Over the last three trading sessions we had a strong up move. Even I did not expect such strong recovery - it is good to see it. It is always good to make double return from what you expected. There is no doubt now that the volume surge on June 8, 2009 (that I pointed to) marked the reversal. Indeed the volume based technical analysis could be "money making machine".

Now, I would like to drag your attention to the resistance levels we saw indexes at in the beginning of June. I'm sorry, I do not post chart today (I'll try do it during week-end), but if you take a look on 1-year daily (1 bar = 1 day) chart of the DJI and S&P 500 indexes and extend these resistance lines you will see that the market had the same resistance levels in December 2009. Because the market indexes spent a lot of time around those levels I consider them very sensitive to many long- and mid-term traders. As a result I would expect to indexes moving around those levels again. It is not necessary has to be that way (keep in mind that this is my personal opinion based on my personal technical analysis). Yet, I would closely watch the indexes over the next couple of sessions, especially after today's high volume – if you look at MVO (MarketVolume Oscillator measures amplitude of a volume surge) you will see how big it is.

A few days ago I have drugged your attention to the high negative MVO reading on July 8, 2009, now I attracting you to high positive MVO readings … (you may see MVO on charts).

Sunday, July 12, 2009

S&P 500 Chart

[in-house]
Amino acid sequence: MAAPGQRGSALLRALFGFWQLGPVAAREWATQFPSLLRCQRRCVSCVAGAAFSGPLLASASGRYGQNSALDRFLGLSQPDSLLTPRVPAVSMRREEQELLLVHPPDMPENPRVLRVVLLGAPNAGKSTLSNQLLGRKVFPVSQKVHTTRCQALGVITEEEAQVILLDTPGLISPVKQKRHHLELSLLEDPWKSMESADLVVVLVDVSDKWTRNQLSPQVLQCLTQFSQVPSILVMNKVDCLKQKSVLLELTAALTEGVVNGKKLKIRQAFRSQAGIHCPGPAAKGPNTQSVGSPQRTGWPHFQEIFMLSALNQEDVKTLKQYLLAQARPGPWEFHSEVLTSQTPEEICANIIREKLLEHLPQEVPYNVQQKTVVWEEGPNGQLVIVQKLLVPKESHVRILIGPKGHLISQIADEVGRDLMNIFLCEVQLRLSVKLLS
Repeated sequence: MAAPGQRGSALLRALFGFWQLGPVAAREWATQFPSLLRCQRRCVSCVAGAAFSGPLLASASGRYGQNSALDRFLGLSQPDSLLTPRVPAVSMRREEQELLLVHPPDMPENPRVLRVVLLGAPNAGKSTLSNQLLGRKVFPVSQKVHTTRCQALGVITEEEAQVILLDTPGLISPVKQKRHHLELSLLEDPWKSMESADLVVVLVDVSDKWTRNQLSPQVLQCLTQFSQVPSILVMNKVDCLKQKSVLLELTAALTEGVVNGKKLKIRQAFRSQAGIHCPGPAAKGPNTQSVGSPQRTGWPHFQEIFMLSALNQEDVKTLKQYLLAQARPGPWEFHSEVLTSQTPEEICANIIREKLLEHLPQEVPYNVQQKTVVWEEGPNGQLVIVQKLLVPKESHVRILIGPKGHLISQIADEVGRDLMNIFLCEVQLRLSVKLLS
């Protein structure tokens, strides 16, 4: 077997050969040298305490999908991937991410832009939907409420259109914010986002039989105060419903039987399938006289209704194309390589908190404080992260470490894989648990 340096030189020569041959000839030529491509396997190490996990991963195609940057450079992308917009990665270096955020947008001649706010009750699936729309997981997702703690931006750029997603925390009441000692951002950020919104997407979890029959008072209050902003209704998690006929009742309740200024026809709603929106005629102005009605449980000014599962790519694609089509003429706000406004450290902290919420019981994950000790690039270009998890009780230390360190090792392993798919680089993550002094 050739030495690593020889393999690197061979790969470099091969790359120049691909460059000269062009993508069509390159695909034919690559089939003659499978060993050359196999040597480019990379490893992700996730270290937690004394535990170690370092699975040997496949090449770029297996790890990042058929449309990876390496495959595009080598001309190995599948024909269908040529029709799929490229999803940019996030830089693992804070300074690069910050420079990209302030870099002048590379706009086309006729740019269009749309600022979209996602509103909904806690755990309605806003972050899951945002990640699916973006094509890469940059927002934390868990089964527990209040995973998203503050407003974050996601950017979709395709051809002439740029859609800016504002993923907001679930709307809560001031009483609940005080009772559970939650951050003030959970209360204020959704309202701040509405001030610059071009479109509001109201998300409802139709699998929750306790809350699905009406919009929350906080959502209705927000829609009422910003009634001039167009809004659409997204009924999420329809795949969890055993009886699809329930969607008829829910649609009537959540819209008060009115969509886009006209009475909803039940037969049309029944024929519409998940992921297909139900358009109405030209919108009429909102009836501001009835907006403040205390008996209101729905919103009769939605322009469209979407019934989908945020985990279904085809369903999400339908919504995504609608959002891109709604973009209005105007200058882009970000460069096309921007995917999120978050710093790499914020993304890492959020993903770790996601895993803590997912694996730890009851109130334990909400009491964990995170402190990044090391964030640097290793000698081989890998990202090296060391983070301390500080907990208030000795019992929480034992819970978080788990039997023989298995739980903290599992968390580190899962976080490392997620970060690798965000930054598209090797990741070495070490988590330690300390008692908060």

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Last week I was bearish (see my previous week "S&P 500 and DJI post")– not as much this week. This week we saw nice volume surge during the price decline - see red MVO (Market Volume Oscillators shows how big volume surge is in relation to the recent average volume). I mentioned last week in the same post that it would be nice to see a volume surge which could mark the panic selling during the decline and possibility of reversal. Now the question is if this volume surge is big enough to reverse the market from the correction.

The volume surge on July 8, 2009 was quite big, yet not as big as the one on May 20, 2009, May 6, 2009 or April 20, 2009. However, since the middle of the May 2009 the average volume is down and in relation to this volume the volume surge on July 8 could be considered big. I would say that because of this volume, we may see up-move for a couple of trading session. If it happens I would recommend monitoring charts more closely. The other technical indicators (beside volume and MVO) on the hourly charts are mostly bullish as well and I would say that my technical analysis shows good odds for the S&P 500 index running over 900 and the DJI index going above 8,400.

However, the correction we have now is quite big and prolonged (I have alerted about it almost two months ago) and it is difficult to believe (still possible) that this single volume surge may mark the end of this down move. That is why I would recommend monitoring charts over the next couple of sessions. If the recent volume surge is ignored and the indexes go down again then I would consider the stock market in serious trouble. If at this moment hourly charts (1 bar = 1 hour) are more or less bullish then I would not say the same about longer-term charts. I you take a look at 3-year chart (1 bar = 3 days) you may see what I mean – the next check point for the S&P 500 and DJI indexes could be April 21, 2009 lows (I do not mentions the Nasdaq 100 because it nos heavy loaded by financial and automotive companies that trouble the market).